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    ABSTRACT: It is accepted that the main- and accessory- olfactory systems exhibit overlapping responses to pheromones and odorants. We performed whole-cell patch-clamp recordings in adult rat olfactory bulb slices to define a possible interaction between the first central relay of these systems: the accessory olfactory bulb (AOB) and the main olfactory bulb (MOB). This was tested by applying electrical field stimulation in the dorsal part of the MOB while recording large principal cells (LPCs) of the anterior AOB (aAOB). Additional recordings of LPCs were performed at either side of the plane of intersection between the aAOB and posterior-AOB (pAOB) halves, or linea alba, while applying field stimulation to the opposite half. A total of 92 recorded neurons were filled during whole-cell recordings with biocytin and studied at the light microscope. Neurons located in the aAOB (n = 6, 8%) send axon collaterals to the MOB since they were antidromically activated in the presence of glutamate receptor antagonists (APV and CNQX). Recorded LPCs evoked orthodromic excitatory post-synaptic responses (n = 6, aAOB; n = 1, pAOB) or antidromic action potentials (n = 8, aAOB; n = 7, pAOB) when applying field stimulation to the opposite half of the recording site (e.g. recording in aAOB; stimulating in pAOB and vice-versa). Observation of the filled neurons revealed that indeed, LPCs send axon branches that cross the linea alba to resolve in the internal cellular layer. Additionally, LPCs of the aAOB send axon collaterals to dorsal-MOB territory. Notably, while performing AOB recordings we found a sub-population of neurons (24 % of the total) that exhibited voltage-dependent bursts of action potentials. Our findings support the existence of: 1. a direct projection from aAOB LPCs to dorsal-MOB, 2. physiologically active synapses linking aAOB and pAOB, and 3. pacemaker-like neurons in both AOB halves. This work was presented in the form of an Abstract on SfN 2014 (719.14/EE17).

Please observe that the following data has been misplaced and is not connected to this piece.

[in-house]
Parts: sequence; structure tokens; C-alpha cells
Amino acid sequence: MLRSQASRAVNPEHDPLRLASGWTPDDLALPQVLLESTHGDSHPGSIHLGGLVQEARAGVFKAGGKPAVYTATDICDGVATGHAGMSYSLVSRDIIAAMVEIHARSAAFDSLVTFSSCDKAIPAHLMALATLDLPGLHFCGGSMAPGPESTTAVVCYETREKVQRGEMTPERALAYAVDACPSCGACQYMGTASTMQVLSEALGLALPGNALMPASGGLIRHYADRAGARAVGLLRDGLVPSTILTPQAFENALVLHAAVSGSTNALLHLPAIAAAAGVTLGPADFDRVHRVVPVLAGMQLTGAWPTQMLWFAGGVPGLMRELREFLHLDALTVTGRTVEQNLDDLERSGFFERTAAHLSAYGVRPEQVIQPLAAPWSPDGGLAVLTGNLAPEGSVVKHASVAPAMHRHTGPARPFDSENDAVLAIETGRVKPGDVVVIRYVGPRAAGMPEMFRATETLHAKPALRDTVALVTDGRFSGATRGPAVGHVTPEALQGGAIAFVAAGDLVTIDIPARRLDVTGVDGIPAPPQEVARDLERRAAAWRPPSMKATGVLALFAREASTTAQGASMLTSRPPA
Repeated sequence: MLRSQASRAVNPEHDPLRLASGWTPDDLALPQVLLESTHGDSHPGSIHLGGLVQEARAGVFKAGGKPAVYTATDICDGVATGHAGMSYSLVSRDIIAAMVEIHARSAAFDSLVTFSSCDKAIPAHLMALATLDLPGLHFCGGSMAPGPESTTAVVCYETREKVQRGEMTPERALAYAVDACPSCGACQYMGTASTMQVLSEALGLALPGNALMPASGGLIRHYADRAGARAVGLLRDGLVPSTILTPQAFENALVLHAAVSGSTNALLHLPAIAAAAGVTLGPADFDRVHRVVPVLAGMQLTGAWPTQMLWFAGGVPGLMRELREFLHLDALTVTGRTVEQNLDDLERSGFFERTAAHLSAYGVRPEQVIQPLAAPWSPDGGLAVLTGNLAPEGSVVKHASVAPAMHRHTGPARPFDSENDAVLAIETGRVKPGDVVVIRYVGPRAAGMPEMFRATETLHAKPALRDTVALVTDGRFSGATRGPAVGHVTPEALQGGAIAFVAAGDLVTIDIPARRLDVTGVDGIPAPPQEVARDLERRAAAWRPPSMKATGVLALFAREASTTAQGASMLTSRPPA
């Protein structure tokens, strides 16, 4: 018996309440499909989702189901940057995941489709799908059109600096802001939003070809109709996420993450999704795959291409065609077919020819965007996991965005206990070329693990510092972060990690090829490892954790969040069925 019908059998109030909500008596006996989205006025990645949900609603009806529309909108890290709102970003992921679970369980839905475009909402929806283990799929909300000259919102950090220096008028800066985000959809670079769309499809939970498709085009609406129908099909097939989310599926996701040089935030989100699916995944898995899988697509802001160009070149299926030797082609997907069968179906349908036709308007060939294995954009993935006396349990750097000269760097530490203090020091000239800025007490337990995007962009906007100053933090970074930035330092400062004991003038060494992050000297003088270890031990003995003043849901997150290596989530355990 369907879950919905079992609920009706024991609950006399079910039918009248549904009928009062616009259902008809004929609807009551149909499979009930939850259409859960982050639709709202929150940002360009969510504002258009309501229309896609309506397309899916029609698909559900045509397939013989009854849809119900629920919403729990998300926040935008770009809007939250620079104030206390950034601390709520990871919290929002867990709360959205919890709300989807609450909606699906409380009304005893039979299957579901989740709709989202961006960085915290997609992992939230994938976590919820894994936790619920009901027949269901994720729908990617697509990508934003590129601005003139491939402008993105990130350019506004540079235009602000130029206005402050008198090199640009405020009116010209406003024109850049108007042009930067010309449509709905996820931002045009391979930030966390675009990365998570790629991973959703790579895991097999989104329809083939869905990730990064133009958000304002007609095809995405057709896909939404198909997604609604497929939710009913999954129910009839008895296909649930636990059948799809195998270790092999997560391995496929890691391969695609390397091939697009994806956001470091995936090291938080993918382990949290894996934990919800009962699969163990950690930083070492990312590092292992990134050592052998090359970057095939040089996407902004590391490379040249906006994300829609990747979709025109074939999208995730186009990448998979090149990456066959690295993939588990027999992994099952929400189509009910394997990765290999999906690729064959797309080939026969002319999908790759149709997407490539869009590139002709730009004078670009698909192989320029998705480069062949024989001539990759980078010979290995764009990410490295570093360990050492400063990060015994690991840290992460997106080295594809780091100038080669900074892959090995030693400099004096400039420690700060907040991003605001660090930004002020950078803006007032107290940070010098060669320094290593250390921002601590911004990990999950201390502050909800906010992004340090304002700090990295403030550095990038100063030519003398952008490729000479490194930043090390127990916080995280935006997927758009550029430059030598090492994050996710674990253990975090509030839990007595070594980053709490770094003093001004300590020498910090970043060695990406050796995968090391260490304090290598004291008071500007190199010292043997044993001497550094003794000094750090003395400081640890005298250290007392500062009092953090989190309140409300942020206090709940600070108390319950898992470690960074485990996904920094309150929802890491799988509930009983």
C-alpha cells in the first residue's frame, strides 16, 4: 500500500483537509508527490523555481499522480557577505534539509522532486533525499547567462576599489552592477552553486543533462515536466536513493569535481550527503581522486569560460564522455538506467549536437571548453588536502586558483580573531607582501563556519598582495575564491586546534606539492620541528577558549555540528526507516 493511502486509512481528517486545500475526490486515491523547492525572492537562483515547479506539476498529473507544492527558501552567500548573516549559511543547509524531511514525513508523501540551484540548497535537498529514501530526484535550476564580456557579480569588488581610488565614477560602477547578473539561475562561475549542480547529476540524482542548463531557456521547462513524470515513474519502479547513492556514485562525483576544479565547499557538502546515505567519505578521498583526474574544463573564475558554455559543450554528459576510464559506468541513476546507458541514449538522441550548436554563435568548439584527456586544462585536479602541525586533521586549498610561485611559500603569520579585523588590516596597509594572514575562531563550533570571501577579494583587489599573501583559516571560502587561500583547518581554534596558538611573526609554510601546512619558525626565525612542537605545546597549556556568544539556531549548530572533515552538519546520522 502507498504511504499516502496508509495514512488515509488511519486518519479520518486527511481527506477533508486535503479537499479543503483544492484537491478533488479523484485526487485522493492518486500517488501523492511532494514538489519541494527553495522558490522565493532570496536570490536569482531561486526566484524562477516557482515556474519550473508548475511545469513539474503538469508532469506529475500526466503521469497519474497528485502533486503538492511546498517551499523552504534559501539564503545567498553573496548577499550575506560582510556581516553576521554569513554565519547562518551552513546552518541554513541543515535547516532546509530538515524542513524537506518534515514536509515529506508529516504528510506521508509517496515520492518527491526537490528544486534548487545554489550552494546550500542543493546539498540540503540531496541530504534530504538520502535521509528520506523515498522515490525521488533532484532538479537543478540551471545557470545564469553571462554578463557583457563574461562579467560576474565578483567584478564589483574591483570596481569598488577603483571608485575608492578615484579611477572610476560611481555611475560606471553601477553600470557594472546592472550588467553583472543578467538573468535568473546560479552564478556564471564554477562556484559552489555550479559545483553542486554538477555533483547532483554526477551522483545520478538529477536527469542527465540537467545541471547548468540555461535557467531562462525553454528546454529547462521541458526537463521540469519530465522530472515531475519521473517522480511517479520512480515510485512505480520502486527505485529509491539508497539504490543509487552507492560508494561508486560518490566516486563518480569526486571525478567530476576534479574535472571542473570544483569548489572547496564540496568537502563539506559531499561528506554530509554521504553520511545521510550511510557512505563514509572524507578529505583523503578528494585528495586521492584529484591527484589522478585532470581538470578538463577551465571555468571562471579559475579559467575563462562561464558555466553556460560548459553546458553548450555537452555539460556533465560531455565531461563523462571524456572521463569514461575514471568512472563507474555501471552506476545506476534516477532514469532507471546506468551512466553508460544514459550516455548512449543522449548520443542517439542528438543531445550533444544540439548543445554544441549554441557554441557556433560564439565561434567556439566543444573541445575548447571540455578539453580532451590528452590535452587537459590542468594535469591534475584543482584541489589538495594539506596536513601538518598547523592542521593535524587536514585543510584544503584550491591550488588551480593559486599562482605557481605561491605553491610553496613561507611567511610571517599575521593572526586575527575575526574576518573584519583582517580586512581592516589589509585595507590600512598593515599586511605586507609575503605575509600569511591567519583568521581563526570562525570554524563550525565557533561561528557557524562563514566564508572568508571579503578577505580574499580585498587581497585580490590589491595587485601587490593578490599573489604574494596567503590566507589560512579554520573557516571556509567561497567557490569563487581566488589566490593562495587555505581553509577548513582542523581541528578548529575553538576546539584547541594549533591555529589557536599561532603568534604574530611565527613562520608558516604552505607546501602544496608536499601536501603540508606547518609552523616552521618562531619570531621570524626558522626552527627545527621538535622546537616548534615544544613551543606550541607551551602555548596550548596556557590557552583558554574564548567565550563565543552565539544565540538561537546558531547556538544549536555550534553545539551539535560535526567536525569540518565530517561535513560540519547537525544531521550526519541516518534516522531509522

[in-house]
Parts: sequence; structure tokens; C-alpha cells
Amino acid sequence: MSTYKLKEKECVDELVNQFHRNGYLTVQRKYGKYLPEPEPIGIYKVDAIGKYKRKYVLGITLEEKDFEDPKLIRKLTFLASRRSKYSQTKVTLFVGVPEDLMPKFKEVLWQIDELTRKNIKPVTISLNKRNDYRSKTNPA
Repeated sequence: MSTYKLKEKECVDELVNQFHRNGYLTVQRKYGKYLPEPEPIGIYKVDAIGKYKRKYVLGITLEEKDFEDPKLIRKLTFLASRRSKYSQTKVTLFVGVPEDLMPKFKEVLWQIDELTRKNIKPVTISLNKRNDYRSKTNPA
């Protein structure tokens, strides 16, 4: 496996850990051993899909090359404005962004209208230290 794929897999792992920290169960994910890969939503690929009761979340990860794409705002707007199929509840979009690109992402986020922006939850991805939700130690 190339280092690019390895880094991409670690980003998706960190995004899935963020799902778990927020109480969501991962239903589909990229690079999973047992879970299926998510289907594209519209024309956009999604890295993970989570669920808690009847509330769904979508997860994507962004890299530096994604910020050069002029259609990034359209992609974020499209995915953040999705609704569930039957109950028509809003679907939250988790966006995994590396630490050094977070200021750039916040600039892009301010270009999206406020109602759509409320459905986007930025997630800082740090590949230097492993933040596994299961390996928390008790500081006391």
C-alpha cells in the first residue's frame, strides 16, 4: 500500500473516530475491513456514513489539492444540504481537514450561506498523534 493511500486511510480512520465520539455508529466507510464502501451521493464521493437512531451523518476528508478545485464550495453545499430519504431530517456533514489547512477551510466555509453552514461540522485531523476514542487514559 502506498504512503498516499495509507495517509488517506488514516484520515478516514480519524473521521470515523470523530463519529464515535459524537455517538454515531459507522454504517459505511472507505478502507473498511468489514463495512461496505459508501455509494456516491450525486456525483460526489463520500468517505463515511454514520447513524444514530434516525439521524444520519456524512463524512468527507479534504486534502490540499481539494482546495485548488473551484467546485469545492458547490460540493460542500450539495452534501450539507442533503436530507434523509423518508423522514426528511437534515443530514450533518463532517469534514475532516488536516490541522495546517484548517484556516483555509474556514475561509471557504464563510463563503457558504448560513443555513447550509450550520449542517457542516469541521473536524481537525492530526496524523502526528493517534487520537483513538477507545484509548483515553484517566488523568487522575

Full-text · Article · Jan 2016 · Frontiers in Neuroscience
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    • "levels or plates where label was found. This modality becomes particularly useful in double-coinjection experiments in which four tracers, two anterograde and two retrograde, are injected in a pair of gray matter regions (Thompson and Swanson, 2010; Hintiryan et al., 2012). "